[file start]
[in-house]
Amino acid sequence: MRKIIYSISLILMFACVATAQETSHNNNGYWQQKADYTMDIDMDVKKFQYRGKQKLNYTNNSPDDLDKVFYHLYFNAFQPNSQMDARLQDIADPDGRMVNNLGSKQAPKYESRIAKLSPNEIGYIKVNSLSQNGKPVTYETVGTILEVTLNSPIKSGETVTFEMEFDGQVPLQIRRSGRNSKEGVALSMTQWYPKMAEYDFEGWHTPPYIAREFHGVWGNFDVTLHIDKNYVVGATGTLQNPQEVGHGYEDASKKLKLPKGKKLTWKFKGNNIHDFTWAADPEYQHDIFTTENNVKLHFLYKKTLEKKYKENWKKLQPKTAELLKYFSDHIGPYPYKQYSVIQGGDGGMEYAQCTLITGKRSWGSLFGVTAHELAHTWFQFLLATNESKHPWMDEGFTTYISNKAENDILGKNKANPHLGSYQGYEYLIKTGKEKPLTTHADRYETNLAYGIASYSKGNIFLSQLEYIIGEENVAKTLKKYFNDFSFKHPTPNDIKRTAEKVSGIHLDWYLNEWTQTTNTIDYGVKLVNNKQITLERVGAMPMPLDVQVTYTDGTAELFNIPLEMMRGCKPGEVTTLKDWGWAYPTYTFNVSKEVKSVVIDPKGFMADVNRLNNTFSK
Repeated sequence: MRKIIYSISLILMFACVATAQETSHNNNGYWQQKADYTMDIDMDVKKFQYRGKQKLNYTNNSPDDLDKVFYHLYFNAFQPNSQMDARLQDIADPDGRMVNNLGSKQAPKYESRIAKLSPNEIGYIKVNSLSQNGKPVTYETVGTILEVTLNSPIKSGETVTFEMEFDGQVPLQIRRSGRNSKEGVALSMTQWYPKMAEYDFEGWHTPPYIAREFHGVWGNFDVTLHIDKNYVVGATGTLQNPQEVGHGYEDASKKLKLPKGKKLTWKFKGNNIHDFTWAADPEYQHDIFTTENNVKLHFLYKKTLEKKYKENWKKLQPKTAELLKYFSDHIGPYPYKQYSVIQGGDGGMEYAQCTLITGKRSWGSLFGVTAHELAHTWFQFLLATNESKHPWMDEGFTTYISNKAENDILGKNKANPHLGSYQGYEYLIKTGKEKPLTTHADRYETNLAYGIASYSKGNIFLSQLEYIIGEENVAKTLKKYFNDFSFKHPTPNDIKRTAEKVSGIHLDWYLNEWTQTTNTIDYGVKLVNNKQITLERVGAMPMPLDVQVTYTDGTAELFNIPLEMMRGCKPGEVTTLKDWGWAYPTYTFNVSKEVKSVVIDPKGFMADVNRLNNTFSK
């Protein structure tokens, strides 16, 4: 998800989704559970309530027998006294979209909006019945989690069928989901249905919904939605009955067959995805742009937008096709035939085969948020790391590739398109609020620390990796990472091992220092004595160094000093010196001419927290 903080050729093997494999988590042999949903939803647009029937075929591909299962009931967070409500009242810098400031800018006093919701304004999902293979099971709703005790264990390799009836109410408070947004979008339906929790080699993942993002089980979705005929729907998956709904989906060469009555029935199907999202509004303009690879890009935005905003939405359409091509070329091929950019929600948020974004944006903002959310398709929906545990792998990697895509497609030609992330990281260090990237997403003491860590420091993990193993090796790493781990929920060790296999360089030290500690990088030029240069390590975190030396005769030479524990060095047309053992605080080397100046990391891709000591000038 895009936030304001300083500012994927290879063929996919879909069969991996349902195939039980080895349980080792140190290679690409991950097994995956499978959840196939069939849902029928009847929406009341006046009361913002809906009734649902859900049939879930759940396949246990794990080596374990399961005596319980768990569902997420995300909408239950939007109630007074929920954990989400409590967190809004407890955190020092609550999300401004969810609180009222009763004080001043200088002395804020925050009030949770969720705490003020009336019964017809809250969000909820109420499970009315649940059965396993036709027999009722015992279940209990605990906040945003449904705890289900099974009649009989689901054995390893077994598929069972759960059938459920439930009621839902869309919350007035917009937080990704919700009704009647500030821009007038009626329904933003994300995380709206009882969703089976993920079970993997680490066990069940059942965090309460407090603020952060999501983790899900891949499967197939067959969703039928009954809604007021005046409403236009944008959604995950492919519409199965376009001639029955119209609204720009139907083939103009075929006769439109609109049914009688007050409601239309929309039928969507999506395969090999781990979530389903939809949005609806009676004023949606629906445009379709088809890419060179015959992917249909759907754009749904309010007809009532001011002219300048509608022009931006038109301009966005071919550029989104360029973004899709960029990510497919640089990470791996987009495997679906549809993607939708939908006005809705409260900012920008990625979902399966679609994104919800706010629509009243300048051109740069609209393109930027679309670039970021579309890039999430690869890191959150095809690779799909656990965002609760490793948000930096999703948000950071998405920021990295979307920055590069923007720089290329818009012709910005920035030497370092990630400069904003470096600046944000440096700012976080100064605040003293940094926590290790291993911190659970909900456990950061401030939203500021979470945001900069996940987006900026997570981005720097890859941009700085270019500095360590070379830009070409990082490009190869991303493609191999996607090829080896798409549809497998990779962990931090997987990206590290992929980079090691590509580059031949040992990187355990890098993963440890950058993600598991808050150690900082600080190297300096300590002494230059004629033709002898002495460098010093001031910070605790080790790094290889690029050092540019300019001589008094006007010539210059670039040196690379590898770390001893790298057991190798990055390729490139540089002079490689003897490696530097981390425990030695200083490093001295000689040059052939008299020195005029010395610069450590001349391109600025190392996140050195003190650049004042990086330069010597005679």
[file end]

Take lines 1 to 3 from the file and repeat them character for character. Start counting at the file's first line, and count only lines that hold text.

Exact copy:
[in-house]
Amino acid sequence: MRKIIYSISLILMFACVATAQETSHNNNGYWQQKADYTMDIDMDVKKFQYRGKQKLNYTNNSPDDLDKVFYHLYFNAFQPNSQMDARLQDIADPDGRMVNNLGSKQAPKYESRIAKLSPNEIGYIKVNSLSQNGKPVTYETVGTILEVTLNSPIKSGETVTFEMEFDGQVPLQIRRSGRNSKEGVALSMTQWYPKMAEYDFEGWHTPPYIAREFHGVWGNFDVTLHIDKNYVVGATGTLQNPQEVGHGYEDASKKLKLPKGKKLTWKFKGNNIHDFTWAADPEYQHDIFTTENNVKLHFLYKKTLEKKYKENWKKLQPKTAELLKYFSDHIGPYPYKQYSVIQGGDGGMEYAQCTLITGKRSWGSLFGVTAHELAHTWFQFLLATNESKHPWMDEGFTTYISNKAENDILGKNKANPHLGSYQGYEYLIKTGKEKPLTTHADRYETNLAYGIASYSKGNIFLSQLEYIIGEENVAKTLKKYFNDFSFKHPTPNDIKRTAEKVSGIHLDWYLNEWTQTTNTIDYGVKLVNNKQITLERVGAMPMPLDVQVTYTDGTAELFNIPLEMMRGCKPGEVTTLKDWGWAYPTYTFNVSKEVKSVVIDPKGFMADVNRLNNTFSK
Repeated sequence: MRKIIYSISLILMFACVATAQETSHNNNGYWQQKADYTMDIDMDVKKFQYRGKQKLNYTNNSPDDLDKVFYHLYFNAFQPNSQMDARLQDIADPDGRMVNNLGSKQAPKYESRIAKLSPNEIGYIKVNSLSQNGKPVTYETVGTILEVTLNSPIKSGETVTFEMEFDGQVPLQIRRSGRNSKEGVALSMTQWYPKMAEYDFEGWHTPPYIAREFHGVWGNFDVTLHIDKNYVVGATGTLQNPQEVGHGYEDASKKLKLPKGKKLTWKFKGNNIHDFTWAADPEYQHDIFTTENNVKLHFLYKKTLEKKYKENWKKLQPKTAELLKYFSDHIGPYPYKQYSVIQGGDGGMEYAQCTLITGKRSWGSLFGVTAHELAHTWFQFLLATNESKHPWMDEGFTTYISNKAENDILGKNKANPHLGSYQGYEYLIKTGKEKPLTTHADRYETNLAYGIASYSKGNIFLSQLEYIIGEENVAKTLKKYFNDFSFKHPTPNDIKRTAEKVSGIHLDWYLNEWTQTTNTIDYGVKLVNNKQITLERVGAMPMPLDVQVTYTDGTAELFNIPLEMMRGCKPGEVTTLKDWGWAYPTYTFNVSKEVKSVVIDPKGFMADVNRLNNTFSK